How to Heal Shoulder and Lumbar Spine Injuries
My work as a chiropractor consists of treating many different athletes, from track and field amateurs and professionals to competitive tri-athletes to professional baseball, basketball, and soccer players, and of course, CrossFit athletes. In the course of my work I have come across some awesome rare injuries, but the most common things I see are shoulder injuries and lower back issues. Based on my experience, I’m want to offer you a little insight on these latter injuries, as to what helped get some of my patients back on the playing field as quickly, and in the best health, as possible.
Let me start by saying if you have aches and pains that have lasted longer than three days with no improvement with icing, then you need to get to a healthcare practitioner as soon as possible, whether it is a chiropractor, acupuncturist, osteopath, or physical therapist. Find someone who knows the body and that you trust.
Shoulder injuries usually consist of impingement syndrome, bursitis, or tendonitis of a muscle, possibly a rotator cuff muscle or the bicep. I’m sure at one point you have all Googled one or two of the fore mentioned. In general, each of these means the shoulder is not functioning correctly biomechanically, so a different muscle or group of muscles have taken the brunt of the mechanical demand, or there could have been excessive demand placed on the shoulder to cause improper functioning at a stage of fatigue. Whatever happened, you have a hot, inflamed shoulder now.
With the onset of a shoulder injury the first thing to do is to stop inflammation. This means no shoulder-intensive workouts and no lacrosse ball directly on the shoulder. More times than not, people will keep the shoulder inflamed by using a lacrosse ball or tennis ball to mobilize directly on the inflamed areas. Back away from the shoulder and let it be.
The second thing to do is to pay attention to your posture. A lot of shoulder aches and pains can be diminished by proper posture and muscle recruitment patterns. The ideal posture would consist of setting your scapulas in your back pockets (yes, they will never reach but you get the idea) and making a double chin, so your head is directly lined up over your shoulders.
When your healthcare practitioner gives you the green light to go back to your workouts, ease into them and make sure your shoulders are functioning correctly biomechanically. Have someone watch you to make sure you set your scapulas down and back before each lift. If your shoulders are not displaying proper muscle activation patterns, I guarantee you will continue to re-injure yourself.
Here are a few of my shoulder tips:
- Mobilize shoulders and thoracic spine before and after workouts.
- Warm up with scapula pushups and pull-ups.
- Do pushups with your elbows close to your body and elbow pits forward.
- Start with strict pull-ups for three weeks before kipping.
- Remember to set your scapulas (or activate your lats) before anything.
The lumbar spine offers great support as well as distributes weight throughout the pelvis to the lower extremities. If an individual’s joints are not functioning properly, or their deep inner core is not firing, or their gluteus maximus firing pattern is off, then they are definitely at a predisposition for lumbar spine injury. Facet syndrome (also referred to as facet imbrication) or lumbar sprain/strain are the two most common athletic injuries I come across.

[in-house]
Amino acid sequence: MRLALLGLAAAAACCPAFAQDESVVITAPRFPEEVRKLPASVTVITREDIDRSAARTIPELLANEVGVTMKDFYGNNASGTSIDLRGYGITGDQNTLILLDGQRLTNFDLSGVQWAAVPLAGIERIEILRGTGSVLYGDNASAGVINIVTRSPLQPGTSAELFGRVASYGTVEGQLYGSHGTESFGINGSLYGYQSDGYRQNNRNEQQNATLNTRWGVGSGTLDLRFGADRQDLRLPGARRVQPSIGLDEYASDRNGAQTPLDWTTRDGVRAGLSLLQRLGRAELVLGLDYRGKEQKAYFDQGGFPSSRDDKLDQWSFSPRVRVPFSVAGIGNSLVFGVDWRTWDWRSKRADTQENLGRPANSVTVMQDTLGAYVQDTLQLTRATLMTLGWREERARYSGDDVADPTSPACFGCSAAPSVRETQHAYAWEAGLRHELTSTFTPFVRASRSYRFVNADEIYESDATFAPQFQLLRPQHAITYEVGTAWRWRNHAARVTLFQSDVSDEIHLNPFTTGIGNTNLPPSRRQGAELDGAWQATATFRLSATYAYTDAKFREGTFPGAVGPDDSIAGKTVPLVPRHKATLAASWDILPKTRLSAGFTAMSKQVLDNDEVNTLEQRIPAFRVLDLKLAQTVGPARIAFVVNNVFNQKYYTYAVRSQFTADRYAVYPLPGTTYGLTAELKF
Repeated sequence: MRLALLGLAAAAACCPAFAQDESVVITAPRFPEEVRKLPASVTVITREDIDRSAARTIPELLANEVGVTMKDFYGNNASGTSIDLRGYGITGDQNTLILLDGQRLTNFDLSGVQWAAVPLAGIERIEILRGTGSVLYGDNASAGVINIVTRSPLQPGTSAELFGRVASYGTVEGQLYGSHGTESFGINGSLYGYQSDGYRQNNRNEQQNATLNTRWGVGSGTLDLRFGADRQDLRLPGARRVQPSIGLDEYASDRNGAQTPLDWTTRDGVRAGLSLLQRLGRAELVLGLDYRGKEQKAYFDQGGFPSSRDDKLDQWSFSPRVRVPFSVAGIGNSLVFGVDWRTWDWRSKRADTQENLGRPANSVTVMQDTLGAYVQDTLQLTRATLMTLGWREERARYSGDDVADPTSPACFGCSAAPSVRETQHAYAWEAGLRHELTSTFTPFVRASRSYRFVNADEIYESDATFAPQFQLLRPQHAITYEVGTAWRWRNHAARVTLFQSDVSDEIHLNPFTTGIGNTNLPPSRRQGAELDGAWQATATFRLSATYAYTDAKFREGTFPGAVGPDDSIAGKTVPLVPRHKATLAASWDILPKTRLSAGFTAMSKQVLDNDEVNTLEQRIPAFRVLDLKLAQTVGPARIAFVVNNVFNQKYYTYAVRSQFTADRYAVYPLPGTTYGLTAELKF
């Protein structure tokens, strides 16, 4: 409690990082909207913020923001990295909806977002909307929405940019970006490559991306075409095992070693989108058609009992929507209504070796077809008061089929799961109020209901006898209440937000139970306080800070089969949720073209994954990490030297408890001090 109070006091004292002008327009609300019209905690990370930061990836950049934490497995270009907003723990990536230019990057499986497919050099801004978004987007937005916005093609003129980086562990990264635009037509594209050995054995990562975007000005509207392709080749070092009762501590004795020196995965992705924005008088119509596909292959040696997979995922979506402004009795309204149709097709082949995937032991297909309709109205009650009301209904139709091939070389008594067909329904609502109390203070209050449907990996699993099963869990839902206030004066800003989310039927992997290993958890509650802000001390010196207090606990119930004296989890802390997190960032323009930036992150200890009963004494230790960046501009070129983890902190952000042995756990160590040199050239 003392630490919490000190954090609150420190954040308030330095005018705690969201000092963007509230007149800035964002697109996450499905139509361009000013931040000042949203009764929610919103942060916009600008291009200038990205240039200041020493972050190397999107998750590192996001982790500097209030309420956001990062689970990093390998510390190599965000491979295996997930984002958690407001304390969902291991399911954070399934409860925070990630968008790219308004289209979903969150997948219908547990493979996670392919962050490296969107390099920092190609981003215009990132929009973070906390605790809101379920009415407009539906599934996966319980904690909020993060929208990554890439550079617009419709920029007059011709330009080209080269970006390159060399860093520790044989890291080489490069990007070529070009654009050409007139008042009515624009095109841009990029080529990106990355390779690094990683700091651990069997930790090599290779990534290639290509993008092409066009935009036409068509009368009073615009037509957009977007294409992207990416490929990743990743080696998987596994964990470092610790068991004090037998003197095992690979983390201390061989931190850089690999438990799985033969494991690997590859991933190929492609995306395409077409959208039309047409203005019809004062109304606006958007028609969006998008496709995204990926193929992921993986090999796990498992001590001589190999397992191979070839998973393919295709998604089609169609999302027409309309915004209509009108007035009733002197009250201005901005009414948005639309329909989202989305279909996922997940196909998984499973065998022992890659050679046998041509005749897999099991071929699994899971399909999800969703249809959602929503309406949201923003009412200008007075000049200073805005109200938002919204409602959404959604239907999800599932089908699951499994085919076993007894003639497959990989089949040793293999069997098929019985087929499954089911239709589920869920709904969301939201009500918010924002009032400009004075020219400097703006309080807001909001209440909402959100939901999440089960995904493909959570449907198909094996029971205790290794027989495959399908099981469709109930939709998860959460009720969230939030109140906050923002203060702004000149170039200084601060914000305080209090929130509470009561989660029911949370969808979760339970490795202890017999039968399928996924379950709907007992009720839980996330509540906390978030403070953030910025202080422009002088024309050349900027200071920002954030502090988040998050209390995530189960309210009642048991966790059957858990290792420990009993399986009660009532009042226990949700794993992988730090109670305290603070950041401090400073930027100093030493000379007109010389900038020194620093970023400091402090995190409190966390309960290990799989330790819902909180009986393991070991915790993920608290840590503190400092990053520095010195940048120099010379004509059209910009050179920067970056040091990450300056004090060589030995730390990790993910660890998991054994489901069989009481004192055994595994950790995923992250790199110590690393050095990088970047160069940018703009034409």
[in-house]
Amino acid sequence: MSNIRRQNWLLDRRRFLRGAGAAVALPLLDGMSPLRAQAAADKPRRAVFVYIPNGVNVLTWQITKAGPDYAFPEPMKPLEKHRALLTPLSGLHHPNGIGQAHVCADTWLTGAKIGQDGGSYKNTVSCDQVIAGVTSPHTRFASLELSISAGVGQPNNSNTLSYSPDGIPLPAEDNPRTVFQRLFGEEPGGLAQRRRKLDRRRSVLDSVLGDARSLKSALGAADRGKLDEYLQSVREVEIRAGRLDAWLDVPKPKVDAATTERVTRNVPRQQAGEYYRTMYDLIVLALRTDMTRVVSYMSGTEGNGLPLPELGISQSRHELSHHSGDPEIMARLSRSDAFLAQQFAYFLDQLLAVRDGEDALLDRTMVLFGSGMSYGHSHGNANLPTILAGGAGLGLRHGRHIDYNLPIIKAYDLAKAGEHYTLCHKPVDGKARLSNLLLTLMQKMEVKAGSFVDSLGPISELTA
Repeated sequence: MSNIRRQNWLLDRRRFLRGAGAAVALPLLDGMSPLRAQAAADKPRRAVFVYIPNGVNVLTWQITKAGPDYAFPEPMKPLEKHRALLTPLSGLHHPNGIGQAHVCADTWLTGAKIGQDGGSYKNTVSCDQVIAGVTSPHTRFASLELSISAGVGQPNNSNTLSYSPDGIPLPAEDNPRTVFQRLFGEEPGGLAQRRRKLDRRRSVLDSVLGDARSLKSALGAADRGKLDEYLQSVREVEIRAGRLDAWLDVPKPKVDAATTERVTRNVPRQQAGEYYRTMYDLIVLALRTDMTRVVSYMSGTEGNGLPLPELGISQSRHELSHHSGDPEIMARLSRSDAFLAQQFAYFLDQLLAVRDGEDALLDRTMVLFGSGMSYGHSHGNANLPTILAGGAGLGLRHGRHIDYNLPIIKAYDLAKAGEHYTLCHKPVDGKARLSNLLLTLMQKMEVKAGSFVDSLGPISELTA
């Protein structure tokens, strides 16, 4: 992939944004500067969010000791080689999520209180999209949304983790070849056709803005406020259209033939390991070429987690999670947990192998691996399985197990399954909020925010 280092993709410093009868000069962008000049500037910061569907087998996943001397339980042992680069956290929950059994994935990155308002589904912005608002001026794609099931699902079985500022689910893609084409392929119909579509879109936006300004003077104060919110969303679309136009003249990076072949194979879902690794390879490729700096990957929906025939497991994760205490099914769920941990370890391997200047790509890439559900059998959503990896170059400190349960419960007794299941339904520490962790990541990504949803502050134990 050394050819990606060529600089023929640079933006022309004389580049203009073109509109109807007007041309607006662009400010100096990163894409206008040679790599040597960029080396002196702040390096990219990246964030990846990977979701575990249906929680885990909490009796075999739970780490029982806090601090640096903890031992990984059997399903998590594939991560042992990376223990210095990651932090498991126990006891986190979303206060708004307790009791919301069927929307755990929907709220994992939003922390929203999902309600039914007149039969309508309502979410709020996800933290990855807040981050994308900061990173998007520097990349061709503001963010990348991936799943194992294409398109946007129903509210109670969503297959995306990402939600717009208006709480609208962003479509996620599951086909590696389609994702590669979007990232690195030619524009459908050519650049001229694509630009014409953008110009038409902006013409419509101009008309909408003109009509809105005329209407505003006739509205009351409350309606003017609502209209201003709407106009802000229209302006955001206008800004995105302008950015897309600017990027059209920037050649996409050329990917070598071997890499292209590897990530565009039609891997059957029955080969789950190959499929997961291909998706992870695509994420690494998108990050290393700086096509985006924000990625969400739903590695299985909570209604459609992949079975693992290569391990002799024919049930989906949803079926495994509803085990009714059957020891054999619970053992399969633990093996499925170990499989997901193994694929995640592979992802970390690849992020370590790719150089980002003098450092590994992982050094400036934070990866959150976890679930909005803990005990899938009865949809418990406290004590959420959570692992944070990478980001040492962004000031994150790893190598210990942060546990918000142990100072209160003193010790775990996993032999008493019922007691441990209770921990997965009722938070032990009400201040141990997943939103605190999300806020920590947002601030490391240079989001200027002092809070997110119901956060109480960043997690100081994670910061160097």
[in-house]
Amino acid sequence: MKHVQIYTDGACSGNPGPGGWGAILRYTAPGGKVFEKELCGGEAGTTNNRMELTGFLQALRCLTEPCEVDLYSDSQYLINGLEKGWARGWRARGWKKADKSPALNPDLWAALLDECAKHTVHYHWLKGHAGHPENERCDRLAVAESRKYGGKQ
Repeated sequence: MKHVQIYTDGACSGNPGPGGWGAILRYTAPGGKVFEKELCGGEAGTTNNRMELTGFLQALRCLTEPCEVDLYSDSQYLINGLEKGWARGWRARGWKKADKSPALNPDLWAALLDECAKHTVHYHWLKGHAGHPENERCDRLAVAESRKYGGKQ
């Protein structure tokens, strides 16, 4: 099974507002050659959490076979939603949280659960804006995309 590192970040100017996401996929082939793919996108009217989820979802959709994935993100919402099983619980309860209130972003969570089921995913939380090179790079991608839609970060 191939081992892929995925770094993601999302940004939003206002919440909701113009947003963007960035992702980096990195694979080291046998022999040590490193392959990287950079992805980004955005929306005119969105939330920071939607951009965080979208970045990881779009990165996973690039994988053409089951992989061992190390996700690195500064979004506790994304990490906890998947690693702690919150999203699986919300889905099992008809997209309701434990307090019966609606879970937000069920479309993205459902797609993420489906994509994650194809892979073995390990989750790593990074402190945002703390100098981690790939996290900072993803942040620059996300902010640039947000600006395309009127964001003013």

Basically, the facet joints are the small pair of joints located on the superior and inferior posterior portion of each vertebral segment. The facet joints orchestrate movement and provide stabilization for the lumbar spine. When these joints are repetitively jammed together, as in deadlifts or a back squat or even handstand pushups, the synovial fluid and articular cartilage can become inflamed and result in pain. With a facet injury, an individual feels pain with excessive extension, stiffness in the morning, and even difficulty rising from the seated position. An individual will feel relief upon forward flexion or in the “roly poly” stretch. A lumbar sprain or strain happens when excessive mechanical demands are placed upon the muscles and/or ligaments. An individual may feel increased discomfort with rotational movements.
When a lumbar spine injury is suspected, as mentioned earlier, get in to see a chiropractor or a healthcare practitioner of your choice. Hold off on load-bearing workouts and excessive “kipping” movements. You may continue to mobilize your TFLs (tensor fasciae latae), gluteus medius, and even quadriceps. Maintain core activation when standing by thinking of the hollow position, or pulling your belt buckle to your rib cage. Take time off, but do not stop moving. Movement brings nutrients to the structures of the spine. Walk thirty minutes a day during the first week. When the second and third weeks come around, try swimming three times a week.
Here are my a few of my lumbar spine tips:
- If you cannot hold the hollow position for sixty seconds, then you should not be putting any weight over your head.
- If you have weight over your head, you had better be “hollowed out.”
- Activate your gluteus maximus before workouts.
- Back squats put the most load on the spine posteriorly.
- Front squats are great for training posture and core.
Again, these are just tips from what have worked for my patients. This article is not designed to be the next WebMD or physical assessment book. Like I said before, if you have pain or discomfort that persists for more than three days, you need to get into see a healthcare practitioner. It is better to get hold of an abnormal situation before things get so bad you cannot even brush your teeth, much less workout.
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